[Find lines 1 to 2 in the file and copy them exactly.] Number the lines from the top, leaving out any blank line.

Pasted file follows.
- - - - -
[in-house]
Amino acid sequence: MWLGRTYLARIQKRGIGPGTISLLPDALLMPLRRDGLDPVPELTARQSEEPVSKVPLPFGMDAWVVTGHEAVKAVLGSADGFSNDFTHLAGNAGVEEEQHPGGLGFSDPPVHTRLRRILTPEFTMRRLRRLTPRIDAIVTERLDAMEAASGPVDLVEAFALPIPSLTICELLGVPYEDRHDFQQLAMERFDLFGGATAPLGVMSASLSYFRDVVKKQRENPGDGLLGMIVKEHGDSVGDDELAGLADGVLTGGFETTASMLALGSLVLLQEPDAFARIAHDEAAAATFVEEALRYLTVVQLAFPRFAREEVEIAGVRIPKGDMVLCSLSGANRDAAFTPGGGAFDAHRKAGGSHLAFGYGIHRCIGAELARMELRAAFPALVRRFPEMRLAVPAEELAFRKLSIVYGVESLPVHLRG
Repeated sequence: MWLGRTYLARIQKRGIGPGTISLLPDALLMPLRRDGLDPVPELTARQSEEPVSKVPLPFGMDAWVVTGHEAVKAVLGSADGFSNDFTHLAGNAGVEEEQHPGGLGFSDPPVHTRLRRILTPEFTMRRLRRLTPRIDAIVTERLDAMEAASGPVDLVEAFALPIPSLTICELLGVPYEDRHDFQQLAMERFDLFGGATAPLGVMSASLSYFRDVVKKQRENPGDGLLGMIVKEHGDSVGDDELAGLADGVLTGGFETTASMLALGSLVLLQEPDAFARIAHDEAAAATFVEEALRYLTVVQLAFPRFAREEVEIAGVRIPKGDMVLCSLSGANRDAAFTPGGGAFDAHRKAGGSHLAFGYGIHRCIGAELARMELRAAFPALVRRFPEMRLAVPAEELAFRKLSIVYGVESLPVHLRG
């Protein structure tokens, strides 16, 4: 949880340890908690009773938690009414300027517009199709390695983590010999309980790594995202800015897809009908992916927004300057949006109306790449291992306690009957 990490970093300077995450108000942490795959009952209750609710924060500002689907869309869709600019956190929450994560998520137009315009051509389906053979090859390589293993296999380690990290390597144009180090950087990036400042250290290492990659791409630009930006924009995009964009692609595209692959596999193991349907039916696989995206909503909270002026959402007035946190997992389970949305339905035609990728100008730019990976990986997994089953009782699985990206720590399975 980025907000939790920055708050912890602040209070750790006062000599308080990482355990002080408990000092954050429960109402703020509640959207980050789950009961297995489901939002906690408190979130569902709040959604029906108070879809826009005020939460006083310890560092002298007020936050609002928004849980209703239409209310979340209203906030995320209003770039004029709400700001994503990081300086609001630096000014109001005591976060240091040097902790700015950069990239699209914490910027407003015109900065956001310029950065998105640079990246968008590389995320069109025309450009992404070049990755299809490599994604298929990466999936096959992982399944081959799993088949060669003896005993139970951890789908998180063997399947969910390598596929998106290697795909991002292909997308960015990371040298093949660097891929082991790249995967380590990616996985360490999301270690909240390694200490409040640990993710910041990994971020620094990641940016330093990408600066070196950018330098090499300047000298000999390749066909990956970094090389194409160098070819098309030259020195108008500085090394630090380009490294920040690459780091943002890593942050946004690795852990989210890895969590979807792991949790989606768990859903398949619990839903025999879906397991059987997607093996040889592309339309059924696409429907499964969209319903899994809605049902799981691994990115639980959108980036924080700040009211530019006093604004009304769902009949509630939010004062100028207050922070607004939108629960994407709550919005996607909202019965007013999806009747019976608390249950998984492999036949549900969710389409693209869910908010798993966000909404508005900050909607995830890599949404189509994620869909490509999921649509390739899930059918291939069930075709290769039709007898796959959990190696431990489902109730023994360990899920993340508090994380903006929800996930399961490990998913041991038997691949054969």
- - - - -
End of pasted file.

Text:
[in-house]
Amino acid sequence: MWLGRTYLARIQKRGIGPGTISLLPDALLMPLRRDGLDPVPELTARQSEEPVSKVPLPFGMDAWVVTGHEAVKAVLGSADGFSNDFTHLAGNAGVEEEQHPGGLGFSDPPVHTRLRRILTPEFTMRRLRRLTPRIDAIVTERLDAMEAASGPVDLVEAFALPIPSLTICELLGVPYEDRHDFQQLAMERFDLFGGATAPLGVMSASLSYFRDVVKKQRENPGDGLLGMIVKEHGDSVGDDELAGLADGVLTGGFETTASMLALGSLVLLQEPDAFARIAHDEAAAATFVEEALRYLTVVQLAFPRFAREEVEIAGVRIPKGDMVLCSLSGANRDAAFTPGGGAFDAHRKAGGSHLAFGYGIHRCIGAELARMELRAAFPALVRRFPEMRLAVPAEELAFRKLSIVYGVESLPVHLRG